Review: The Romance of Salt by Anil Dharker



The Romance of Salt


The first time history of salt intrigued me was through a suggestion on my Amazon account - the book ‘Salt’ by Mark Kurlansky. I clicked on it out of curiosity about the cover design rather than the name. The description sounded interesting – it covered history of salt through thousands of years and its impacts throughout history. I probably added it to my wish-list, while desisting myself from buying it owing to the ever-increasing books on my shelf. But books have a way of coming back to you. Somehow they always end up in front of you when you are looking for them in the least. I picked up ‘The Romance of Salt’ from Oxford Bookstore during a sale. Apart from the sale, what interested me more was that it had the first section completely dedicated to the ‘Dandi March’ (Salt Satyagraha) of Gandhi. During Tata Literature Festival (of 2012), I had seen Mr. Dharker during one of the talks. My earliest memories of him are of reading his columns in the Times of India in younger days.

As much as the book interested me, the cover design was a disappointment. It was a mere unattractive collage of colorful images pasted together. It seemed like those stock images found in the millions on the internet. The first part of the book is about Dandi March, while the second one covers the role salt has played as an actor in life, death and everything in between. It starts with how “prominent Indian political leaders like Gandhi, Motilal Nehru, Dr. M.A. Ansari and M.A. Jinnah were summoned by the Viceroy and handed over a document announcing the poointment of a Royal Commission to be headed by Sir John Simon”. It was the beginning of another betrayal by the British wherein all the seven members were white and British. This formed the mood for Civil Disobedience with Gandhi being at the helm. Out of the various options of boycott, salt was chosen by Gandhi as it would rouse the lowest denominator of the strata as well – because the British were unjustly taxing the production of salt in the country which was resulting in salt imports. This irony was for everyone to see, but nobody had one anything about it till then. And as shown by the meticulous calculations in the book, the taxes made the commonest of the common commodity ridiculously expensive. The author has got many letters and speeches of Gandhi printed along with his commentary to create the anticipatory mood prevailing 85 years ago in Sabarmati Ashram. From the selection of marchers, planning of the route, backup marchers and backup leadership in the likes of Vallabhbhai Patel and Jawaharlal Nehru, everything is used to rouse the spirit in a revolutionary mode. The long speeches of Gandhi bring out his mood at that moment – contemplating what would force the world and British to take notice, whether the media would be on their side and, most of all, the loss of lives which may happen due to police brutality. Some aspects also bring out the short comings of him though. Like his opposition to vaccination, not on any scientific basis, but only because he had done so all his life; his use of Hindu prayers in Ashram was a sign that his movement was ‘Hindu oriented’, alienating Muslims to a great extent. His stressing on non-violent forms of opposition is commendable, as much is his strict regimen even though he was already sixty years old! This section is a complete page turner. Mr. Dharker sets you right in the middle of things, and one cannot actually miss the feeling of being witness to one of the greatest movements of Indian independence.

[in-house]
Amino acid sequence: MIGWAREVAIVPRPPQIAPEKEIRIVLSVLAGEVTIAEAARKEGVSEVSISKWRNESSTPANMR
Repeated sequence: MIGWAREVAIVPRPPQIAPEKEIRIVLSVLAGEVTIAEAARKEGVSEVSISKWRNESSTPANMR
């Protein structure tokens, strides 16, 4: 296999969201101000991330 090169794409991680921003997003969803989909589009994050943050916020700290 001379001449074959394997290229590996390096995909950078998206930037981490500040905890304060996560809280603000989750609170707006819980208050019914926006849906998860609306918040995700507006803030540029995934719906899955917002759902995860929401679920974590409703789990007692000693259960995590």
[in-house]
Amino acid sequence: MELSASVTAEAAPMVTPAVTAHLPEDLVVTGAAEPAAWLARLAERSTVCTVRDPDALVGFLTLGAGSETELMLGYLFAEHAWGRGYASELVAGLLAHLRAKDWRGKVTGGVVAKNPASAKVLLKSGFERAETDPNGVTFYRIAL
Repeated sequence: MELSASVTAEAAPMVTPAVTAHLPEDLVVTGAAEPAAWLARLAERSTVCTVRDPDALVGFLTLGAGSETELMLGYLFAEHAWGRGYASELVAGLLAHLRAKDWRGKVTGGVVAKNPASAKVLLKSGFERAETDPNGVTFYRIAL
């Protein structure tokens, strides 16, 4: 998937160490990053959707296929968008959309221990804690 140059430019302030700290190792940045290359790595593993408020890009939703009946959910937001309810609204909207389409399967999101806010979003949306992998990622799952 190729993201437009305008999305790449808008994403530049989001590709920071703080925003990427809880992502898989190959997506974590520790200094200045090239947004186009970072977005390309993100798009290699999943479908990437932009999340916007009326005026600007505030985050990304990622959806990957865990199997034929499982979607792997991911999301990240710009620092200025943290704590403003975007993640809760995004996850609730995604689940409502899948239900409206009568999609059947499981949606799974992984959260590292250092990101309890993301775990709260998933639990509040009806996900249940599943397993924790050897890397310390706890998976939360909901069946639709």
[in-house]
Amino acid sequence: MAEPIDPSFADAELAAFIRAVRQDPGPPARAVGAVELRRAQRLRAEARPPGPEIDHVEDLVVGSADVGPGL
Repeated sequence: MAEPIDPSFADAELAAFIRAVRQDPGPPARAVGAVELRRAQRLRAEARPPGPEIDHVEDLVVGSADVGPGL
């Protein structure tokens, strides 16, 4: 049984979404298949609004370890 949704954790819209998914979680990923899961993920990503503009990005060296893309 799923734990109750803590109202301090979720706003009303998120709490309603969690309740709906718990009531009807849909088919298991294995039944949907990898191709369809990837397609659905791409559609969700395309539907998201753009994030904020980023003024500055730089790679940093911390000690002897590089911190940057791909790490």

Photos from a trip to Dandi in 2009
The second part is not as exciting as the first one – but more so because it deals with not specific events but the elapse of time in terms of the importance of salt. The author brings out vivid stories of war, and sometimes love, having salt as an important character – American Civil War, German advancement in Russia during Second World War, French Revolution, Mummification in Egypt and the Seven Years’ War between Austria and Prussia to name a few. He also dwells briefly on the properties of salt, the effects of over-usage, how in the past many considered it as symbolic of semen, the Dead Sea, the major salt producer countries, and finally writes about the role of Tata Salt factories in Mithapur, Gujarat in the uplifting of the society around the area and its socially responsible actions. The final chapter, ‘Giving Life to Life’ is a touching one, detailing the various migratory birds which come to the western Gujarat region and also about the fishes found in that region.

It is a short book of 225 pages with ample black and white photographs. Anyone interested in knowing why Gandhi chose only the seemingly harmless salt as his weapon against the ruling British must read this book. It brings forth interesting anecdotes and charms you with a simple, flowing writing style.


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